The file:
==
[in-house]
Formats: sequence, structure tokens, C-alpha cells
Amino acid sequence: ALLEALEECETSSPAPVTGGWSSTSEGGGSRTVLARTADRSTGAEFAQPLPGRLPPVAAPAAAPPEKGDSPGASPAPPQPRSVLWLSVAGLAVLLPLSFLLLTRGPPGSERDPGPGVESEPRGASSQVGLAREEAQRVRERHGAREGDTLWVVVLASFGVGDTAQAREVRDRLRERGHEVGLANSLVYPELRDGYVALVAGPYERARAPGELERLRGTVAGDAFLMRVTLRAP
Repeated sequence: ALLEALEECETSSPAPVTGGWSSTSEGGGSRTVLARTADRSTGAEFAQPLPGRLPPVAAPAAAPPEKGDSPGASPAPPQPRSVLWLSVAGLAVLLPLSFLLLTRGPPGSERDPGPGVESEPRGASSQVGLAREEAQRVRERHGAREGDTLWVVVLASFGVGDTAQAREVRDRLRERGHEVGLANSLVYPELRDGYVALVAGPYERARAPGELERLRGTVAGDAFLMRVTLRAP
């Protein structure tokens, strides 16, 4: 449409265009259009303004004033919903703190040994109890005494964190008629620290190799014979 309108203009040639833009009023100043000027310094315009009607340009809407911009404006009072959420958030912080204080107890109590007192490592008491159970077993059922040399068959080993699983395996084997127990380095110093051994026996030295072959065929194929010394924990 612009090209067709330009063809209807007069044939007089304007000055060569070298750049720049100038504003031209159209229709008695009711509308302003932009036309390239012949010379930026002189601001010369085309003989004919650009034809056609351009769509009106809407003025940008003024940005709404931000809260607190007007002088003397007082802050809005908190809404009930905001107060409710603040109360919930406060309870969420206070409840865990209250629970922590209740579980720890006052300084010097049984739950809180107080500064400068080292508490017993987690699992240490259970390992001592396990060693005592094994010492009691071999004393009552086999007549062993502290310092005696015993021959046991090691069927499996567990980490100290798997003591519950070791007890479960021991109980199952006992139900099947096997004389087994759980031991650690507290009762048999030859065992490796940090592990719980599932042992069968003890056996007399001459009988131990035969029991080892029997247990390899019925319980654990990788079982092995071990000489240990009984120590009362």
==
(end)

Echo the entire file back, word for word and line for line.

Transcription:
[in-house]
Formats: sequence, structure tokens, C-alpha cells
Amino acid sequence: ALLEALEECETSSPAPVTGGWSSTSEGGGSRTVLARTADRSTGAEFAQPLPGRLPPVAAPAAAPPEKGDSPGASPAPPQPRSVLWLSVAGLAVLLPLSFLLLTRGPPGSERDPGPGVESEPRGASSQVGLAREEAQRVRERHGAREGDTLWVVVLASFGVGDTAQAREVRDRLRERGHEVGLANSLVYPELRDGYVALVAGPYERARAPGELERLRGTVAGDAFLMRVTLRAP
Repeated sequence: ALLEALEECETSSPAPVTGGWSSTSEGGGSRTVLARTADRSTGAEFAQPLPGRLPPVAAPAAAPPEKGDSPGASPAPPQPRSVLWLSVAGLAVLLPLSFLLLTRGPPGSERDPGPGVESEPRGASSQVGLAREEAQRVRERHGAREGDTLWVVVLASFGVGDTAQAREVRDRLRERGHEVGLANSLVYPELRDGYVALVAGPYERARAPGELERLRGTVAGDAFLMRVTLRAP
């Protein structure tokens, strides 16, 4: 449409265009259009303004004033919903703190040994109890005494964190008629620290190799014979 309108203009040639833009009023100043000027310094315009009607340009809407911009404006009072959420958030912080204080107890109590007192490592008491159970077993059922040399068959080993699983395996084997127990380095110093051994026996030295072959065929194929010394924990 612009090209067709330009063809209807007069044939007089304007000055060569070298750049720049100038504003031209159209229709008695009711509308302003932009036309390239012949010379930026002189601001010369085309003989004919650009034809056609351009769509009106809407003025940008003024940005709404931000809260607190007007002088003397007082802050809005908190809404009930905001107060409710603040109360919930406060309870969420206070409840865990209250629970922590209740579980720890006052300084010097049984739950809180107080500064400068080292508490017993987690699992240490259970390992001592396990060693005592094994010492009691071999004393009552086999007549062993502290310092005696015993021959046991090691069927499996567990980490100290798997003591519950070791007890479960021991109980199952006992139900099947096997004389087994759980031991650690507290009762048999030859065992490796940090592990719980599932042992069968003890056996007399001459009988131990035969029991080892029997247990390899019925319980654990990788079982092995071990000489240990009984120590009362």